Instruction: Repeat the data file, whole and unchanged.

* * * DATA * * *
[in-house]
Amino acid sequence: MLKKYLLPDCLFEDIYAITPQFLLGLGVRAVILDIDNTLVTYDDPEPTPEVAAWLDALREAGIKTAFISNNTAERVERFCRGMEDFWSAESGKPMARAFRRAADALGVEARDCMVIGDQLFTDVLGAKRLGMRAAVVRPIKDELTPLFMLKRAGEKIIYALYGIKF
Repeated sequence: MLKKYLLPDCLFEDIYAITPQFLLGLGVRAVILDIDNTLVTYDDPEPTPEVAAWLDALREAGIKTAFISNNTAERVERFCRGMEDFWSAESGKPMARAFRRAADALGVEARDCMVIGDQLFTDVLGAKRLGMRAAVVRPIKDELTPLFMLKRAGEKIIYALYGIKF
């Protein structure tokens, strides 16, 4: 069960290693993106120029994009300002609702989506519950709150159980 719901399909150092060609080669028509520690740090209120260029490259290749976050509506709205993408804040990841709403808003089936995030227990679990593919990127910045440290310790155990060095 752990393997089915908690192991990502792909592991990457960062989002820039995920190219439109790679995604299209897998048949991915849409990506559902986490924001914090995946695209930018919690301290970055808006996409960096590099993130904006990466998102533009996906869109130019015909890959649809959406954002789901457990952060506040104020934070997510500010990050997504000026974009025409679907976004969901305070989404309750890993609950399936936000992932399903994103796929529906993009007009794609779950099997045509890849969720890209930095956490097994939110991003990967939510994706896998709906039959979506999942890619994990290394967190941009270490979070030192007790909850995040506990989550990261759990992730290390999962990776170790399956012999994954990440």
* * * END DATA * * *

[in-house]
Amino acid sequence: MLKKYLLPDCLFEDIYAITPQFLLGLGVRAVILDIDNTLVTYDDPEPTPEVAAWLDALREAGIKTAFISNNTAERVERFCRGMEDFWSAESGKPMARAFRRAADALGVEARDCMVIGDQLFTDVLGAKRLGMRAAVVRPIKDELTPLFMLKRAGEKIIYALYGIKF
Repeated sequence: MLKKYLLPDCLFEDIYAITPQFLLGLGVRAVILDIDNTLVTYDDPEPTPEVAAWLDALREAGIKTAFISNNTAERVERFCRGMEDFWSAESGKPMARAFRRAADALGVEARDCMVIGDQLFTDVLGAKRLGMRAAVVRPIKDELTPLFMLKRAGEKIIYALYGIKF
């Protein structure tokens, strides 16, 4: 069960290693993106120029994009300002609702989506519950709150159980 719901399909150092060609080669028509520690740090209120260029490259290749976050509506709205993408804040990841709403808003089936995030227990679990593919990127910045440290310790155990060095 752990393997089915908690192991990502792909592991990457960062989002820039995920190219439109790679995604299209897998048949991915849409990506559902986490924001914090995946695209930018919690301290970055808006996409960096590099993130904006990466998102533009996906869109130019015909890959649809959406954002789901457990952060506040104020934070997510500010990050997504000026974009025409679907976004969901305070989404309750890993609950399936936000992932399903994103796929529906993009007009794609779950099997045509890849969720890209930095956490097994939110991003990967939510994706896998709906039959979506999942890619994990290394967190941009270490979070030192007790909850995040506990989550990261759990992730290390999962990776170790399956012999994954990440």